Opinion: Comics Belong In the Classroom


Ben Franklin’s iconic “Join, or Die” cartoon.

Eitan Shere

Historically, comics have been greatly underrepresented in the American classroom. Many teachers fail to regard them as “literature” as they would the works of John Steinbeck or Ernest Hemingway. However, this is simply an ignorant notion. Comics have consistently been a crucial element of American culture, dating back to the Revolutionary War. Political cartoons encouraged the public to fight for America’s independence. Benjamin Franklin, one of our Founding Fathers, was an editorial cartoonist. His highly-regarded Pennsylvania Gazette cartoon of the divided snake, featured the words “Join or Die.” This was in reference to the ongoing French and Indian War. It implied that the colonies needed to unite with Great Britain to win the war against the French and Indians. This cartoon developed into a symbol of colonial freedom. If comics can help win wars, why can’t they be taught in high school classrooms?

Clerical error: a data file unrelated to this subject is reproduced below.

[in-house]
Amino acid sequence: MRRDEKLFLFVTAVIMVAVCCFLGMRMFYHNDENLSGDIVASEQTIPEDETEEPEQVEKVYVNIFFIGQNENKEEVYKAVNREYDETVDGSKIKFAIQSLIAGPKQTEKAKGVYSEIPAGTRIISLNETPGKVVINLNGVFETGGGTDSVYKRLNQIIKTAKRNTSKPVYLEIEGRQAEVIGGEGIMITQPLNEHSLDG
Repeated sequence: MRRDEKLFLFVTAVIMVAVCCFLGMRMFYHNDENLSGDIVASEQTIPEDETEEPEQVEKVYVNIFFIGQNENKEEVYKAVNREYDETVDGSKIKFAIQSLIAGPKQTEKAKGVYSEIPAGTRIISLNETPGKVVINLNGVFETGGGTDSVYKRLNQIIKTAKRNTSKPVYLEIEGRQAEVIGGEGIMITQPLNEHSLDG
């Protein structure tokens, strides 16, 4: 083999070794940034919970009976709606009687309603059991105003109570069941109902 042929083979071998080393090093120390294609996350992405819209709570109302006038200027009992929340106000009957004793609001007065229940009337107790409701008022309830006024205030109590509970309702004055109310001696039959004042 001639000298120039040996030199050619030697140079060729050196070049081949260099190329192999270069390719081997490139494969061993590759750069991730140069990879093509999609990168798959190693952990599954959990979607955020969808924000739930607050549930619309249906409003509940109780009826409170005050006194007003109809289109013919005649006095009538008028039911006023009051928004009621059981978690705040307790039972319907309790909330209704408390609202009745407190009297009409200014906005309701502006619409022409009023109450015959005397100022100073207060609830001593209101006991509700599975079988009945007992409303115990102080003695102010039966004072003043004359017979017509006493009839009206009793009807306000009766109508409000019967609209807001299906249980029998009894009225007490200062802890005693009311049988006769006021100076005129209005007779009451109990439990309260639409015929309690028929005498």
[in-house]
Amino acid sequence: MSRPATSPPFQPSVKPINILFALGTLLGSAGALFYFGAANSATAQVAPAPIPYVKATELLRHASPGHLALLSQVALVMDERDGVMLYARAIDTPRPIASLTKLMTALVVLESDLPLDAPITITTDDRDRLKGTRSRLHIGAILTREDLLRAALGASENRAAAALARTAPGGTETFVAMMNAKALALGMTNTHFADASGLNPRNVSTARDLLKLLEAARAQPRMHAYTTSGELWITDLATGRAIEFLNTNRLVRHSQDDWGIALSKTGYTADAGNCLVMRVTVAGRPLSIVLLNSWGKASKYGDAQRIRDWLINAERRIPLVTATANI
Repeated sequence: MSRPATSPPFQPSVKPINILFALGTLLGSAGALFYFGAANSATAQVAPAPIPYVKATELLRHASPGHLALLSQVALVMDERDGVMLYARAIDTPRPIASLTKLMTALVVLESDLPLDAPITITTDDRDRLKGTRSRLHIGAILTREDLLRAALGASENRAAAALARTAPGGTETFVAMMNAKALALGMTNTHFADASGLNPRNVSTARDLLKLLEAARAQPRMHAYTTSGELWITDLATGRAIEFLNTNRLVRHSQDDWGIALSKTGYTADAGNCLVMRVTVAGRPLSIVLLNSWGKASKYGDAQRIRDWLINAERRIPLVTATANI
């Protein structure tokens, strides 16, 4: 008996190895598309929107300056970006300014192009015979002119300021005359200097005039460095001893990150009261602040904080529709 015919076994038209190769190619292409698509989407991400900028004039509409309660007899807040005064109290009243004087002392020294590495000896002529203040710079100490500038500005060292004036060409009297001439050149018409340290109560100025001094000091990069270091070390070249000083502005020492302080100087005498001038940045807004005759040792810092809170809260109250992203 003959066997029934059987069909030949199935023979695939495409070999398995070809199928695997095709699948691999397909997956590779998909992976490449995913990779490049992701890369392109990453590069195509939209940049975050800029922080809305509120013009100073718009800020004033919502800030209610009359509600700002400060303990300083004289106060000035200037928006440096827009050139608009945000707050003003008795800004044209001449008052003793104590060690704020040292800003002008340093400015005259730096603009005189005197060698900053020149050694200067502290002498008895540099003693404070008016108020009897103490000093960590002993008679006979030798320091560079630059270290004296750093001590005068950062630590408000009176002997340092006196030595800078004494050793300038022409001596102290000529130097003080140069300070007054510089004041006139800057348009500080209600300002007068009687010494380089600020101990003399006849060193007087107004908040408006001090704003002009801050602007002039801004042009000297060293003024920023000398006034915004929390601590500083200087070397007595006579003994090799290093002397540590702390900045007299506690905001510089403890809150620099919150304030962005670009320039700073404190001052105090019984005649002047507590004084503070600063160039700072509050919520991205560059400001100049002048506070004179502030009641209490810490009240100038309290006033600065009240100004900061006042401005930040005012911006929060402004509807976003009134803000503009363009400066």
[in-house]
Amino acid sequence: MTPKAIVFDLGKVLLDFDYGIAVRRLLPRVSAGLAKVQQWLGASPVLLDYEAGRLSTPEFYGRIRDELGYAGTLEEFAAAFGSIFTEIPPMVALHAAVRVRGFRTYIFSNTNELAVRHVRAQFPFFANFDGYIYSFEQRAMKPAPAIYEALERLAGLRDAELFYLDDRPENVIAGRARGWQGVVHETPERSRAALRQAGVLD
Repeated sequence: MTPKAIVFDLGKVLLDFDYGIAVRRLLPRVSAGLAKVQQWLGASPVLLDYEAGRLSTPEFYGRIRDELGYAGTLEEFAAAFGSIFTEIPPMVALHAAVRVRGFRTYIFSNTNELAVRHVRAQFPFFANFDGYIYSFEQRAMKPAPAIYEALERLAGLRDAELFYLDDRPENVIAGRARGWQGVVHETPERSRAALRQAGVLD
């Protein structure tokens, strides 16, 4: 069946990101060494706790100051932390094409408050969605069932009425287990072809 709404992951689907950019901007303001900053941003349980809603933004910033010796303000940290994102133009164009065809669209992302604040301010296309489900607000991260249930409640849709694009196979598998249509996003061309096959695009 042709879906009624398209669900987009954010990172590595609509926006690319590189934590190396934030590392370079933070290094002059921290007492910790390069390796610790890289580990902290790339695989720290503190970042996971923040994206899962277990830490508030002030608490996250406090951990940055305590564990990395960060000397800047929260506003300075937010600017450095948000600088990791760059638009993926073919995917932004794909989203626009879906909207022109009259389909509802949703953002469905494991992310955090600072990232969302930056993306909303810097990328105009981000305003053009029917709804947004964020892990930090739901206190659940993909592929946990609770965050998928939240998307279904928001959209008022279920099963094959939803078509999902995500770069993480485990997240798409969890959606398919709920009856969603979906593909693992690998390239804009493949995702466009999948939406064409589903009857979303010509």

Harper Lee, the author of the American Classic, “To Kill a Mockingbird,” was a devoted fan of Berkeley Breathed’s legendary comic strip, “Bloom County.” She exchanged many letters with Breathed, who had largely based the setting of his strip on the fictional town of Maycomb, Alabama. As a matter of fact, when Breathed concluded his strip, Harper Lee sent him a letter imploring for the return of Bloom County, along with its protagonist, Opus. “Please don’t shut down Opus,” it read. “Can’t you at least give him a reprieve? Opus is simply the best comic strip there is and depriving him of life is murder – a hard word to describe an obliteration of your creation. But Opus is real.” This inspired Breathed to bring back Opus after thirty years. Clearly, traditional American literature and comics are deeply interwoven.

The days of students concealing comic books inside hardcover textbooks must come to an end. Comics have been proven to be profoundly effective in teaching, especially to students who have difficulty with concentration. They paint imaginative pictures that bring characters and settings to life. Instead of lengthy and repetitive essays, the use of comics could bring enthusiasm to uninspired students. No longer shall teachers shy away from the unfamiliar medium, and no longer shall they label it “child’s play.” Children are the future. The American schooling system owes them this.   

Eitan Shere is a student reporter, columnist, and creator of the comic strip series, “Terrence”, available to view on wbspectrum.com.